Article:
Often described as the true Eden of Africa, sitting along the Equator, Gabon is a place where not everything comes easily or comfortably. However, the rewards for your hard-earned travel will be immeasurable – if you’re willing to put in the effort.
The main challenge any traveller will face is the daunting and expensive task of manoeuvering around a country that only has about two million inhabitants, the majority of them living around the one and only city centre of Libreville. Founded as a town by freed slaves in 1848, this central African port city has grown into a bustling metropolis that lies astride the palm-fringed Komo River.
There are all the signs of luxurious five-star hotels, fine-dining restaurants jammed with expats and UN workers, as well as wide boulevards for the profitable jet-set to drive their hummers on. These are contrasted by ramshackle, tightly-packed neighbourhoods housing one-third of the country’s population that ekes out a living in small shopping matukis and dusty streets, a middle class all but absent or hard to locate.
The driver of the Gabonese economy is oil and, unfortunately, despite many organisations’ attempts, the tourism industry hasn’t really flourished because there’s never been a great need for it to do so.
What that means for the traveller is that traditional tourism facilities aren’t as ample as you’d find in other countries that are geared for tourism – but this is probably why I’m utterly charmed by Gabon. Here you have to work for your wildlife, as 80% of the country is forested jungle, and public transport – while it exists – is an adventure in every sense of the word, so be prepared to rough it if your pockets aren’t deep. Your accommodation options can be limited to one incredibly high-priced lodge and staying for next to nothing in local village rooms, with nothing in between.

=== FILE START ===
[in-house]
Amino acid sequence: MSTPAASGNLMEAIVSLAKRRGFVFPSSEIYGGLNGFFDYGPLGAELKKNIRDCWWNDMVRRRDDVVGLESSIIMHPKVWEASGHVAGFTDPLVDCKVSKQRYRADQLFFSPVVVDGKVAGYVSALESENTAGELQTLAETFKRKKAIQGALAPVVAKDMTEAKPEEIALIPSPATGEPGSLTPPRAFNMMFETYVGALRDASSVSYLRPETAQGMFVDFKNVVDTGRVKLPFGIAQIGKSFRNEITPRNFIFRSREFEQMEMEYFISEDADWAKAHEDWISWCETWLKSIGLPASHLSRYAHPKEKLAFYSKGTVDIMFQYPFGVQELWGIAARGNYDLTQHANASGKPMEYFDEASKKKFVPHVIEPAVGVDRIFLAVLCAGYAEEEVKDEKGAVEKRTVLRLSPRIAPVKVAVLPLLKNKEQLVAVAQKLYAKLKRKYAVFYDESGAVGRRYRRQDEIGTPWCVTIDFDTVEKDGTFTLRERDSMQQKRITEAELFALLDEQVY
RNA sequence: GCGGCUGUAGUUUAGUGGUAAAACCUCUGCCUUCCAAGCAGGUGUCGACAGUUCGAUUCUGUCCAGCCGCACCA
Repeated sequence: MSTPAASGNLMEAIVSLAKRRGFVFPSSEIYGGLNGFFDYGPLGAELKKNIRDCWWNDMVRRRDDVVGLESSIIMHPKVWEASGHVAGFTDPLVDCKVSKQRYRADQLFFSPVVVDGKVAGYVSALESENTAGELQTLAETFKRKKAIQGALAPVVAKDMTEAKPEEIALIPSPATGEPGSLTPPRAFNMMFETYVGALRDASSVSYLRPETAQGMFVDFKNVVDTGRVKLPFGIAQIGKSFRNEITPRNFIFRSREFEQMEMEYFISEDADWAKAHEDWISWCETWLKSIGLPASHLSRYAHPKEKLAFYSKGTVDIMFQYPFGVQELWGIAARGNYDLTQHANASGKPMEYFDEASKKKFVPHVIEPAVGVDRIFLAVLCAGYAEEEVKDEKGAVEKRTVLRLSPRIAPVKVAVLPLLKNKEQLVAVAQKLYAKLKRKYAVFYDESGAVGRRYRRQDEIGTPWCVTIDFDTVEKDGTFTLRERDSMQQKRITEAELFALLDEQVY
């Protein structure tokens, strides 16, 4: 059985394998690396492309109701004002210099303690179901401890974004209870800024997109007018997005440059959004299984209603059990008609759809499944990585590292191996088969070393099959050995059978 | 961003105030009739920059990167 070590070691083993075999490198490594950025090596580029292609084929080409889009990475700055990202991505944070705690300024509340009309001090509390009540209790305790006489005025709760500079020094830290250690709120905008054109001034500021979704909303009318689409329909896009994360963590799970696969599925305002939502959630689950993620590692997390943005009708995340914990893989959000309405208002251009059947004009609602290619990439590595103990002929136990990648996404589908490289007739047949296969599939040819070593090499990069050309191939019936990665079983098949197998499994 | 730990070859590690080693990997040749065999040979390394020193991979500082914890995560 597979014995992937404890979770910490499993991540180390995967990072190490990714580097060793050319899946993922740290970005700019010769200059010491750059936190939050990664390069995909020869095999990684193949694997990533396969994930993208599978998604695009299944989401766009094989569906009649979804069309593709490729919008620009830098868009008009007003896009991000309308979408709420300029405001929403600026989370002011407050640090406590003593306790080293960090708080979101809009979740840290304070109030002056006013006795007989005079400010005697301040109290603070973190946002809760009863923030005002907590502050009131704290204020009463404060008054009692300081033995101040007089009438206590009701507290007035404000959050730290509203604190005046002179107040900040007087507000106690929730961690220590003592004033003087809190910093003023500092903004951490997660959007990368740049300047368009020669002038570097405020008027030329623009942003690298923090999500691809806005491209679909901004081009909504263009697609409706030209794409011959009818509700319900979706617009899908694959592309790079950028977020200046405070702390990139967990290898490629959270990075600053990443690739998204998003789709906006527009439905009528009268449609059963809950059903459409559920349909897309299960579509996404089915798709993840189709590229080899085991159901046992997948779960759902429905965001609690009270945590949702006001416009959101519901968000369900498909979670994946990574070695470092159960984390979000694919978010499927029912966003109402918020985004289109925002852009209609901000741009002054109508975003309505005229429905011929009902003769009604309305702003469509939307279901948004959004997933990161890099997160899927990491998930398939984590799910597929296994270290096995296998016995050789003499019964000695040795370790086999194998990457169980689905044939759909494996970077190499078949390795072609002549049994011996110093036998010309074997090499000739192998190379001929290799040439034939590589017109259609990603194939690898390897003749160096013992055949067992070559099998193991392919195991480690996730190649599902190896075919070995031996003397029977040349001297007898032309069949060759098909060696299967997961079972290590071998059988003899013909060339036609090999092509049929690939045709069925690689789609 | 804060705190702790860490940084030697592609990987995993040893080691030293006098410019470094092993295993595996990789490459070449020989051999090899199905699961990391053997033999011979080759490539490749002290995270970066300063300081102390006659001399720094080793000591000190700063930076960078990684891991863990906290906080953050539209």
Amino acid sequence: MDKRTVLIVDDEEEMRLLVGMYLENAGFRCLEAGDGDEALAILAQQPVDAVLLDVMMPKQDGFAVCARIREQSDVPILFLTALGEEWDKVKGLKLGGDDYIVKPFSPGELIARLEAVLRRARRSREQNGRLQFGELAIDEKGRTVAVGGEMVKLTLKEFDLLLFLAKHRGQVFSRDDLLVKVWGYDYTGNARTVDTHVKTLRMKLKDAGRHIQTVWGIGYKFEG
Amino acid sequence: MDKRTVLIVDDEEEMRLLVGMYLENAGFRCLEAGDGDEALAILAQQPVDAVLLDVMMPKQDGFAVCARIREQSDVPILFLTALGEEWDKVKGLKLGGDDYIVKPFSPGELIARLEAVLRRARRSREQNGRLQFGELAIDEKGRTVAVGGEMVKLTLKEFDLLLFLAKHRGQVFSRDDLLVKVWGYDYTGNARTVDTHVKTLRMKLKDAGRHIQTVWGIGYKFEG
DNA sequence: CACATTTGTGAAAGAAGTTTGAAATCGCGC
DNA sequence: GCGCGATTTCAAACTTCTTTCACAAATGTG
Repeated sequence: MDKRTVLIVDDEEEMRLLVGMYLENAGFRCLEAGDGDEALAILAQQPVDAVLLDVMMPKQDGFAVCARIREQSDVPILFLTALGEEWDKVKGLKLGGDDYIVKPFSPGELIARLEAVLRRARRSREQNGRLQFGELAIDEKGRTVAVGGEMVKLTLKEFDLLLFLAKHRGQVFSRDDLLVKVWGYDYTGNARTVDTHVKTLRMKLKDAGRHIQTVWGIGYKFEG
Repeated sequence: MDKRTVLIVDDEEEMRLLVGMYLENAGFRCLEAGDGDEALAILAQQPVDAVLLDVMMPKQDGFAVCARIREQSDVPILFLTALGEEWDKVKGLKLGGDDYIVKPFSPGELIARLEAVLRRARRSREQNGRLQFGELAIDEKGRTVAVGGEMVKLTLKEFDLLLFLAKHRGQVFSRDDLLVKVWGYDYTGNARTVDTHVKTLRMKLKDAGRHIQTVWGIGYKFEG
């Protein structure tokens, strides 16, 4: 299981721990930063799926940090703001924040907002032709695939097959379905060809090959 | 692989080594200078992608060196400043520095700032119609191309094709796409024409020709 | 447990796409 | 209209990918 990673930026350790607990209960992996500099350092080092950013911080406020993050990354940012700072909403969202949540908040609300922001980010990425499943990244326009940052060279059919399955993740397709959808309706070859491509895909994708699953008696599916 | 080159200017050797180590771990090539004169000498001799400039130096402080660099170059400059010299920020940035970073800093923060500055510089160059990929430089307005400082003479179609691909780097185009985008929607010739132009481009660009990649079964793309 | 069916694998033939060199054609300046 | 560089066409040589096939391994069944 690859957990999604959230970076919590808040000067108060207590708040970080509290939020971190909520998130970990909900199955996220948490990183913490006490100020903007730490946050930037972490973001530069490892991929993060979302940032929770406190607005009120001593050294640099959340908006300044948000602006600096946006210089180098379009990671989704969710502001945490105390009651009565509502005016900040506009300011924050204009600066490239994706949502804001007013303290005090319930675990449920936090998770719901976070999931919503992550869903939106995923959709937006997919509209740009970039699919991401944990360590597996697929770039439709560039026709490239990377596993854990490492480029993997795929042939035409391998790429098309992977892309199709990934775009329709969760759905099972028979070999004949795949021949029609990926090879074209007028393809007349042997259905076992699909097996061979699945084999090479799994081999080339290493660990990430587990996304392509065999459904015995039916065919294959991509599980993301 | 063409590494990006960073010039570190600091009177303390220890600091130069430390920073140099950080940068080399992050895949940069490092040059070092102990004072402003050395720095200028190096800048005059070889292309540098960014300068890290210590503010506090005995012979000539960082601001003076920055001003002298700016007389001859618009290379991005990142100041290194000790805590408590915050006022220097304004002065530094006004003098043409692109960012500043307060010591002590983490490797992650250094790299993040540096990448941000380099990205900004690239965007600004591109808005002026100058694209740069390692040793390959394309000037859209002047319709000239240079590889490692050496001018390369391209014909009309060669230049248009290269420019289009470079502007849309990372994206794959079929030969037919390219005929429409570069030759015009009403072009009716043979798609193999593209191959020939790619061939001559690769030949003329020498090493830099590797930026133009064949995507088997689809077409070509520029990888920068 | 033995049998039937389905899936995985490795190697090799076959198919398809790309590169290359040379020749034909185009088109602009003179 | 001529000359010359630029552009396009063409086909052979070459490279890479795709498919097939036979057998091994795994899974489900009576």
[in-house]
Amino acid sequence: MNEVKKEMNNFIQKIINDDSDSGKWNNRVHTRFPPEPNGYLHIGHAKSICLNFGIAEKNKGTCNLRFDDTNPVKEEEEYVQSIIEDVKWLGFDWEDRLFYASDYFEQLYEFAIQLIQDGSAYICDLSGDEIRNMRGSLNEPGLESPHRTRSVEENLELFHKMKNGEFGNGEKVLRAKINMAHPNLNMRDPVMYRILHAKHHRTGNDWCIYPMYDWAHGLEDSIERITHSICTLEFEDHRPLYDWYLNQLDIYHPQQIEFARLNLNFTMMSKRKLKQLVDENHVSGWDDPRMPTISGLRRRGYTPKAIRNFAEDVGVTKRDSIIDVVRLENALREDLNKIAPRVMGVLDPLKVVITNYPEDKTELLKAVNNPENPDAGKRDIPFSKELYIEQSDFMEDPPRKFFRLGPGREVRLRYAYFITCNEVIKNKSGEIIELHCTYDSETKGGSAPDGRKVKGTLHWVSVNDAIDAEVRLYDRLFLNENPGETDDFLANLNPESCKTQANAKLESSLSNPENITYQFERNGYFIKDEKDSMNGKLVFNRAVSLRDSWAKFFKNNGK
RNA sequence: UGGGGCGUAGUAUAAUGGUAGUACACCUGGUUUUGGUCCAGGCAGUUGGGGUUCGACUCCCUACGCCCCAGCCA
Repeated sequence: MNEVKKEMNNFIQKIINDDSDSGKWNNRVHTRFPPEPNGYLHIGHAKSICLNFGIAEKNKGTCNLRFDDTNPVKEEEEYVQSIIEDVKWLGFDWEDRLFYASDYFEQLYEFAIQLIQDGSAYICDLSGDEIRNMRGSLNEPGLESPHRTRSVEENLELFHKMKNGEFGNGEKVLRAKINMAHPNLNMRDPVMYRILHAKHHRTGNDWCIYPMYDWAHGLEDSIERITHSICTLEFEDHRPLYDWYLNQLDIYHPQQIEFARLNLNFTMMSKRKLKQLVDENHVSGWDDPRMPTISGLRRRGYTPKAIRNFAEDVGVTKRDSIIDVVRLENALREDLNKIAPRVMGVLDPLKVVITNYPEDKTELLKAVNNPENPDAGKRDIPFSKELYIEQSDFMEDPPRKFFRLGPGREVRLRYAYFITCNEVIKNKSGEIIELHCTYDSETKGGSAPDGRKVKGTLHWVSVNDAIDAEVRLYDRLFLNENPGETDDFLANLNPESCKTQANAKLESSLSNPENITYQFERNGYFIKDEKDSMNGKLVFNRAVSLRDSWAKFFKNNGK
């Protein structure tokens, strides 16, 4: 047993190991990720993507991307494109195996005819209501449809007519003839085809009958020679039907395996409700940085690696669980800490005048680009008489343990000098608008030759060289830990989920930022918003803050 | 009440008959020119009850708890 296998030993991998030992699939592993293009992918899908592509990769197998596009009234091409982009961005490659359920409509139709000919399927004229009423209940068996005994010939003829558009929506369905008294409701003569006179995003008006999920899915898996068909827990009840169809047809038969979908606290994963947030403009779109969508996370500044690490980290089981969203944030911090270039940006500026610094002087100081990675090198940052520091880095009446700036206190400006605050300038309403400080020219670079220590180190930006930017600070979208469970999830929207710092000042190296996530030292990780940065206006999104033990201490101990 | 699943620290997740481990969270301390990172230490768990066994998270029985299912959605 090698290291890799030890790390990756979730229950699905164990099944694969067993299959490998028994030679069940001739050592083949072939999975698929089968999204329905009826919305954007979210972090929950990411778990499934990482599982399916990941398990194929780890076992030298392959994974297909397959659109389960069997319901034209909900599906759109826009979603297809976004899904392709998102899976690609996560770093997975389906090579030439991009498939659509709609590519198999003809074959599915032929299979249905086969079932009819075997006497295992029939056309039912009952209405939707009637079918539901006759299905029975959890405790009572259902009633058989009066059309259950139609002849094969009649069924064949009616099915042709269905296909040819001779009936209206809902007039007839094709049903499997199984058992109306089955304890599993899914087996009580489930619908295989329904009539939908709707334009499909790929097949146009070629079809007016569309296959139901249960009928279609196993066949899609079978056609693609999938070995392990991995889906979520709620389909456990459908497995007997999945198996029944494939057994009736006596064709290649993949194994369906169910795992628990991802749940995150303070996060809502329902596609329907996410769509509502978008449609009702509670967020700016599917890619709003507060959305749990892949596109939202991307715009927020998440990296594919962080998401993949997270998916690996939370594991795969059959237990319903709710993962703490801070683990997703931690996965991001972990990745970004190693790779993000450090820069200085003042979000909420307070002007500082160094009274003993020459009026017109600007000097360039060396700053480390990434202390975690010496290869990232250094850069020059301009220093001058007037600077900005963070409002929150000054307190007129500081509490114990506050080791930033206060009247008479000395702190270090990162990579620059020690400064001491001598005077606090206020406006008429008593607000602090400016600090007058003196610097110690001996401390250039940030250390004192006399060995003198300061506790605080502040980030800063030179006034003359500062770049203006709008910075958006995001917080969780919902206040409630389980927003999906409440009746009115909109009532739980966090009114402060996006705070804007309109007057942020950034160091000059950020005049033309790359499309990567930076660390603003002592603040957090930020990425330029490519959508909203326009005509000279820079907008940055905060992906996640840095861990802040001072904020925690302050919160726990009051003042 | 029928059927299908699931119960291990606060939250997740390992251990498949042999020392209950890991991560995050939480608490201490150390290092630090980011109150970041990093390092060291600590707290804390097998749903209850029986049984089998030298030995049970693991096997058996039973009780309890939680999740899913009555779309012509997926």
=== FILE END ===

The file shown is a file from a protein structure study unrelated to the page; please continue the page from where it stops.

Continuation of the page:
However, if you can forgo creature comforts and manage your expectations with a positive attitude, you’ll reap the rewards of a different kind of exploration travel that will save your wallet and fill your diary. Prices go down once you start hitting the local villages and markets outside the city centres – and such areas beyond Libreville are where the real adventure starts.
Some of the main villages, like Tchibanga, can be reached via small-prop plane flights, but these are heavily weather-dependent, or (as I find out) delayed if your plane hits a wandering forest buffalo while attempting to land on a patchy gravel runway. The train service is usable, but don’t expect any sleeping berths and a 4×4 is a necessity when you take on the bumpy and potentially muddy road systems that carve their way into the national parks, weaving between police stops, tiny villages and logging trucks that kick up clouds of rich, red dust painted onto the infringing jungle. But it will be worth it.
The 13 different national parks established in 2002 are home to a variety of species including gorillas, chimpanzees, elephants and mandrills, while their waters are replete with migrating humpback whales, manta rays and four different species of turtle.
City Guide – Libreville, Gabon
Libreville’s Léon M’ba International Airport is well connected to major African cities, to Europe and to towns in Gabon.
When to go